“Because, in fact, we often are," Pompeo answered before veering off into a rant to explain why he believes the so-called "left" has "'deep ties' to communism,'" The Post notes.


As expected, Twitter users immediately weighed in with their reactions to Pompeo's remarks. One user tweeted, "Having spent two years reporting on Pompeo, I can attest to how dangerous he is. He turned USAID into a rogue playground for right-wing extremists."

Another user wrote, "Wow. He almost accidentally tells the truth for a split second but then ruins it with an avalanche of bullshit. The @GOP is so “anti-communist” that they’ve been compromised by Russia since the mid-90’s."




Printed with permission from Alternet.

Media’s Hunter Biden Frenzy Is Another Whitewater Pseudo-Scandal

Eagerly deploying newsroom resources to the perpetually overblown Hunter Biden story — just as Trump and Fox News kick off a new smear campaign — CNN, the Wall Street Journal, and the Washington Post gladly did the GOP’s bidding this week. Signing off on the idea that the Hunter Biden story remains a scandal simply because Republicans say so, the press has adopted a Whitewater-like obsession with the perpetual dead-end story.

One White House reporter from CBS News, doing his best Fox News impression, asked if President Joe Biden would take the extraordinary step of pardoning Hunter — who is not accused of any crime.

Producing remarkably similar articles that were published nearly simultaneously this week, the CNN.com, Journal, and Post efforts all swung and missed. On paper, there’s no reason why they would pick the exact same moment to churn out nearly 7,000 words of Biden reporting. Especially since none of the investigations dug up any startling revelations about his business dealings from the previous decade.

The copycat nature of the reports raises questions about who the unnamed sources for these stories were, and if there was a coordinated effort by Republican operatives to push simultaneous Hunter updates.

It’s also telling that the hand-delivered leaks arrived the same time we’re learning even more about the Trump White House’s criminality. Specifically, the administration’s clear lawbreaking surrounding the January 6 coup attempt.

This was the big ah-ha moment from the Post piece: “The new documents illustrate the ways in which his family profited from relationships built over Joe Biden’s decades in public service.”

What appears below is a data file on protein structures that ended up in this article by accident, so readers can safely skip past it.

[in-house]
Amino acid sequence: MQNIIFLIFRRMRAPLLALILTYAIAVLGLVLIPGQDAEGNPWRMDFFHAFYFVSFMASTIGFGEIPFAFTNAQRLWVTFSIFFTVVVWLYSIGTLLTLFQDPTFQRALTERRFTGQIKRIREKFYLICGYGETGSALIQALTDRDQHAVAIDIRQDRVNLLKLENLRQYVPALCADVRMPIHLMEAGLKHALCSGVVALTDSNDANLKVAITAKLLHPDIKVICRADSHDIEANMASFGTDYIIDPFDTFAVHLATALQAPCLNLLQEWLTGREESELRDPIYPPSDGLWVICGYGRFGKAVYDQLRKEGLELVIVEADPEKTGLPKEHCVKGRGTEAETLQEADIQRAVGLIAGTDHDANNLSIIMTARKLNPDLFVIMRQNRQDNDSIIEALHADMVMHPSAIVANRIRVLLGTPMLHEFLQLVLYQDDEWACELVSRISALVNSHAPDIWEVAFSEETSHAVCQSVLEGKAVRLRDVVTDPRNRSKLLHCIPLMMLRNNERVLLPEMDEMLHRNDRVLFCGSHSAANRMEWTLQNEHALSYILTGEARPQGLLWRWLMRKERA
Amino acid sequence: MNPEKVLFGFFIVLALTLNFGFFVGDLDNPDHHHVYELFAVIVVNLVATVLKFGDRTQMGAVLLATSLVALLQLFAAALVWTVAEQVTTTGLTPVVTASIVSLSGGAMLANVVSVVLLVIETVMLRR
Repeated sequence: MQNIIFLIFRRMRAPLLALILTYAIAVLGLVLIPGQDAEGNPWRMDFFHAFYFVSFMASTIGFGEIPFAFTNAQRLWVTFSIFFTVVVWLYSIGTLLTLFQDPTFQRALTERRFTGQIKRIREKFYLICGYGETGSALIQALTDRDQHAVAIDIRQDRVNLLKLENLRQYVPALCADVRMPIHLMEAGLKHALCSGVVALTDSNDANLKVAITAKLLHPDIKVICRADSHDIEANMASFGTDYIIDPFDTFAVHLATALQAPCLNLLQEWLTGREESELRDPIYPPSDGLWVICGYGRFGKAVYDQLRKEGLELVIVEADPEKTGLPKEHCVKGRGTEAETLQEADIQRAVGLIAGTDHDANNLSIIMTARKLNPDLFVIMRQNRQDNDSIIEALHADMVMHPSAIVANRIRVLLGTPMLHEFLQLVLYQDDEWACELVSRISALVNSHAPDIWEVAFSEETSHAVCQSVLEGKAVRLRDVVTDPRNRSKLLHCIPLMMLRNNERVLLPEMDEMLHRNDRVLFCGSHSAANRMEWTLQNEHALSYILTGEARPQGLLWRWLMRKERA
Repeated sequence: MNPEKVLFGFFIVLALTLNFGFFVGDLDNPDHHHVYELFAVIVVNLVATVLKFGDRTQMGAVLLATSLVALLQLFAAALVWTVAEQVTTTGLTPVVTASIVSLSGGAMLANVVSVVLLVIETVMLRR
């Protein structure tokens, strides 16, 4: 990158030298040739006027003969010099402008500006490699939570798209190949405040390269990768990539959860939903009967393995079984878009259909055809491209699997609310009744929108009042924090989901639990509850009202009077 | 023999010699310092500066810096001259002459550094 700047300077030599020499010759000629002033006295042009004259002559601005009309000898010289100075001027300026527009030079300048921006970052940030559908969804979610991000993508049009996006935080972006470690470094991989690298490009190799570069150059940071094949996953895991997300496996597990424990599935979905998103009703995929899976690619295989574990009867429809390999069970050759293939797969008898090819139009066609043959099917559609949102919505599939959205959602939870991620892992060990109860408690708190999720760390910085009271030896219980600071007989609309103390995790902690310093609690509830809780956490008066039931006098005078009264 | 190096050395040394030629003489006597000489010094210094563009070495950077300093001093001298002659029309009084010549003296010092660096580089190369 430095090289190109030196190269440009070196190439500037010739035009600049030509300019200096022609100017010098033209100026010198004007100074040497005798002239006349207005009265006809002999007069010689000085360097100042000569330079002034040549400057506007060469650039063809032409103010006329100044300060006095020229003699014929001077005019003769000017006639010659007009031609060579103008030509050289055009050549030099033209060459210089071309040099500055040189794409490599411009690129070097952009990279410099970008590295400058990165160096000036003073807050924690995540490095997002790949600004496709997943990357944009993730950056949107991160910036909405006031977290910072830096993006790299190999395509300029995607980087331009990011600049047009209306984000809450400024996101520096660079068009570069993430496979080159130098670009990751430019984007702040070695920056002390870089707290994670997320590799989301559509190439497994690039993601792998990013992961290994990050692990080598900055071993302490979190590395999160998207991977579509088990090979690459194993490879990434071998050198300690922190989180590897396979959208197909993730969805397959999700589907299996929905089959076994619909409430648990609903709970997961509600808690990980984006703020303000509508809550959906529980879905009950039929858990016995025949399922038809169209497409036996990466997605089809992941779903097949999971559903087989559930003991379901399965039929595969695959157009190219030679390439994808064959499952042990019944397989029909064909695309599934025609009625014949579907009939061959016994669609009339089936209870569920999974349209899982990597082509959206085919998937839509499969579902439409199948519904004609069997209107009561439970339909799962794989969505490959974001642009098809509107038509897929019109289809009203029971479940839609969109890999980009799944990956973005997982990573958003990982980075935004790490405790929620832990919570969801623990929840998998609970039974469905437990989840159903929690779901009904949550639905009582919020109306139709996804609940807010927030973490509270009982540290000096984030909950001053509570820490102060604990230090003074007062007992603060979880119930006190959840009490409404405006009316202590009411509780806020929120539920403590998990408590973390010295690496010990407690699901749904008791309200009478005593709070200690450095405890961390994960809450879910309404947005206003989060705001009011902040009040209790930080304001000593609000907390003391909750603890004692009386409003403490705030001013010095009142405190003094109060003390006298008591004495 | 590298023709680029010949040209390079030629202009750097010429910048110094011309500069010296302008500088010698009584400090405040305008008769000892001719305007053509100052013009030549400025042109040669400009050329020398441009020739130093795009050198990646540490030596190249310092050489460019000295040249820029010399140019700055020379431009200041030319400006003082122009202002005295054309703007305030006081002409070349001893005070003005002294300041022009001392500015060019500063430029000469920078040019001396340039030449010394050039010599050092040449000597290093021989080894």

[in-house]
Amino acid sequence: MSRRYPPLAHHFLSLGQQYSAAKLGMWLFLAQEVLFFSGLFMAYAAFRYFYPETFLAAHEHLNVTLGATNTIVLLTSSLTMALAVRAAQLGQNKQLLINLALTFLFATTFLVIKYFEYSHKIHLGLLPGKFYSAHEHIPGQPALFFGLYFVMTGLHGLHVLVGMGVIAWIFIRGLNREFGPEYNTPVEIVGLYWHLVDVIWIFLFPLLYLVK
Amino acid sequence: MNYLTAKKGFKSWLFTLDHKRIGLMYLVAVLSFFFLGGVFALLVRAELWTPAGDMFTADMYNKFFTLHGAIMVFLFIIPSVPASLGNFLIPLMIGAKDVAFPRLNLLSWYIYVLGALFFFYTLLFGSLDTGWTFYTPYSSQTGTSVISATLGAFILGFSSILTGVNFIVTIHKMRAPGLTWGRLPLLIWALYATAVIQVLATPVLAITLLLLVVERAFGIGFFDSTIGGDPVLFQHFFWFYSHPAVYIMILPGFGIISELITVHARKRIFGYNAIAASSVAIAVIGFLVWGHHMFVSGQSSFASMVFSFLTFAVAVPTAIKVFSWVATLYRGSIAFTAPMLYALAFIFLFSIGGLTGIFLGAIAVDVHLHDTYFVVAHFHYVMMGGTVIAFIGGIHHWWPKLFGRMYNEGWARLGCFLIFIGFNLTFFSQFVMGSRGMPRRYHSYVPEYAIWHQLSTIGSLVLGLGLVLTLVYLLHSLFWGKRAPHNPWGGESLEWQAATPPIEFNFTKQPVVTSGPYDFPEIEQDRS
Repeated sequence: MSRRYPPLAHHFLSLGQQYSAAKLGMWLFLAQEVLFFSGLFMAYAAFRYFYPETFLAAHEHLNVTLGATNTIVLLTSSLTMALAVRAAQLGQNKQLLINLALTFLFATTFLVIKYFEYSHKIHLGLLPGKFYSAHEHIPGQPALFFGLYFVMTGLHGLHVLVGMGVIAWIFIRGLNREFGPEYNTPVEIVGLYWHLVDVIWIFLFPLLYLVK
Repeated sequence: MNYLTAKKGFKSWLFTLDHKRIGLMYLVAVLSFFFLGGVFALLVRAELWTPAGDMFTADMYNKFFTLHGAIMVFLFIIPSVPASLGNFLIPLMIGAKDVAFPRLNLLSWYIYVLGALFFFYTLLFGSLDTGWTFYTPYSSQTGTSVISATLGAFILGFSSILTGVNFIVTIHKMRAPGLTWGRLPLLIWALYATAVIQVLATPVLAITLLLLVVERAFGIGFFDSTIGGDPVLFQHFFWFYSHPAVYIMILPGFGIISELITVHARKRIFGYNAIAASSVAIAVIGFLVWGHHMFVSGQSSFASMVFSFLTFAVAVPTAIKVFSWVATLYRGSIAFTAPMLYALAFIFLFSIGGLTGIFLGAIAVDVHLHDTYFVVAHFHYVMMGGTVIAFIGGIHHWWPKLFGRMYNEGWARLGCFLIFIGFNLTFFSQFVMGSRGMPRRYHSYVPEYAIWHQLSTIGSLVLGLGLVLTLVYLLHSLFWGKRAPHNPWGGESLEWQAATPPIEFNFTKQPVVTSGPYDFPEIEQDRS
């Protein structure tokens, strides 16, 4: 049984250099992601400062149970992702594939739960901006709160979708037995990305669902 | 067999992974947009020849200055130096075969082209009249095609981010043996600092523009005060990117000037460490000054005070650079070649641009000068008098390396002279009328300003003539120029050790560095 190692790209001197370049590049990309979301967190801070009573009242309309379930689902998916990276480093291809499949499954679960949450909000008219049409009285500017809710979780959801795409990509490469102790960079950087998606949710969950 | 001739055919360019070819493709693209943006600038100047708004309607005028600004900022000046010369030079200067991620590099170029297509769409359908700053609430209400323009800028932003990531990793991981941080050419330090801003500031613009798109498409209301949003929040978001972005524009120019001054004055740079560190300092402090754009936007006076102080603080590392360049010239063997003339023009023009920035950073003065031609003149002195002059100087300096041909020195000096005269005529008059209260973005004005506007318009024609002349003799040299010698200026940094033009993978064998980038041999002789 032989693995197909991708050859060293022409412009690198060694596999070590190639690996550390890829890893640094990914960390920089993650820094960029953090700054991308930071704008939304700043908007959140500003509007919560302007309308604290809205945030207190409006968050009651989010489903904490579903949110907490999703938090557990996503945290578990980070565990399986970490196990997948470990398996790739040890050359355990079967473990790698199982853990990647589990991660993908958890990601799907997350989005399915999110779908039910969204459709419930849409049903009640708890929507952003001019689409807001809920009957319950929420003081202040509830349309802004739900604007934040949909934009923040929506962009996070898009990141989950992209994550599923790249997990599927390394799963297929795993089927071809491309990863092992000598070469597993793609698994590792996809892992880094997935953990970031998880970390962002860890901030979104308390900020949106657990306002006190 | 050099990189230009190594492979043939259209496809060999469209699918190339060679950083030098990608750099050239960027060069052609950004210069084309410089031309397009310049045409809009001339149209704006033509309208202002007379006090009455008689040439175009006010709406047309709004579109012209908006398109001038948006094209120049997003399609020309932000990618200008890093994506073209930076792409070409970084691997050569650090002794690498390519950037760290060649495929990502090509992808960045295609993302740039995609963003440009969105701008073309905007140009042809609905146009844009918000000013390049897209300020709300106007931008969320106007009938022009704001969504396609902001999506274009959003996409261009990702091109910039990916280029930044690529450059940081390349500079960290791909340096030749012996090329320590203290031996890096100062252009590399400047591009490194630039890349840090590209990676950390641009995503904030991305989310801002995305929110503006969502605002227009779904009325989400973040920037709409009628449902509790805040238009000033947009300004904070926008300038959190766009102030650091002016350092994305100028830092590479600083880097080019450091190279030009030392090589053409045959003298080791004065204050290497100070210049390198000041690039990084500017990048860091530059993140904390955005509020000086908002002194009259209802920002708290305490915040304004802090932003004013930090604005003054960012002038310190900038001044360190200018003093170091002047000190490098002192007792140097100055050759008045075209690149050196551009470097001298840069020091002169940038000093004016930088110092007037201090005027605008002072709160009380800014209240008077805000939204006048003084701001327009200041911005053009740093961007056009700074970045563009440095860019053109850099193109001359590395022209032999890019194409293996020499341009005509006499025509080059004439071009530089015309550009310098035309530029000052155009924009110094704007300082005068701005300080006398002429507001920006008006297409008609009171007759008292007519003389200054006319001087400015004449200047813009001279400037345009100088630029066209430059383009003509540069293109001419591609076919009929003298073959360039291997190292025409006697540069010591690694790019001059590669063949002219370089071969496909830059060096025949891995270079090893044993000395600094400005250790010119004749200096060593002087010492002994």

And?

The press can’t provide an answer to the “and” — they can’t find anything illegal or shocking — so they pretend that the business deals themselves are newsworthy and that Hunter’s career requires years of media digging. Meanwhile, the recent revelation about a Supreme Court Justice’s wife strategizing with the Trump White House to overturn an election has evaporated from most newsrooms in less than one week.

After years of media focus there’s nothing to suggest Joe Biden was involved in his son’s business dealings or profited from them in any way, or that the senior Biden ever did anything remotely unethical in connection with Hunter’s career. The son has never run for office, never served in the government, never lobbied to change U.S. policy, and never acted as an advisor to his father in any way.

Reprinted with permission from Press Run

Biden Convenes More Than 100 Nations For World Democracy Summit

Washington (AFP) - President Joe Biden, who took office amid the biggest US political crisis in decades, hosts representatives of more than 100 countries for a democracy summit Thursday that is drawing fire from China and Russia.

The event, held by video link because of the coronavirus pandemic, is billed by the White House as US leadership in an existential struggle between democracies and powerful autocracies or dictatorships.

"Make no mistake, we're at a moment of democratic reckoning," said Uzra Zeya, the Under Secretary of State for Civilian Security, Democracy, and Human Rights.

"It's no secret that democracies around the world are facing increasing challenges from new and novel threats. Countries in virtually every region of the world have experienced degrees of democratic backsliding."

The summit, running Thursday and Friday, will feature opening remarks from Biden at the White House and is set to gather representatives from some 100 governments, as well as NGOs, private businesses, philanthropical organizations and legislatures.

But the fact that Biden continues to face a shocking challenge to US democratic norms from Donald Trump and his attempt to overturn the 2020 election provides a troubling backdrop for the summit.

And even before summit attendees could meet, tensions erupted simply over who should be on -- and off -- the list.

China and Russia, which Biden sees as champions of the autocracies camp, were pointedly left out, something they say is stoking an ideological "rift."

"No country has the right to judge the world's vast and varied political landscape by a single yardstick," wrote ambassadors Anatoly Antonov of Russia and Qin Gang of China in a joint essay last month.

Further prickling Chinese sensibilities, the Biden administration has invited Taiwan -- the democratically ruled island that mainland China considers part of its territory, albeit not yet under its control.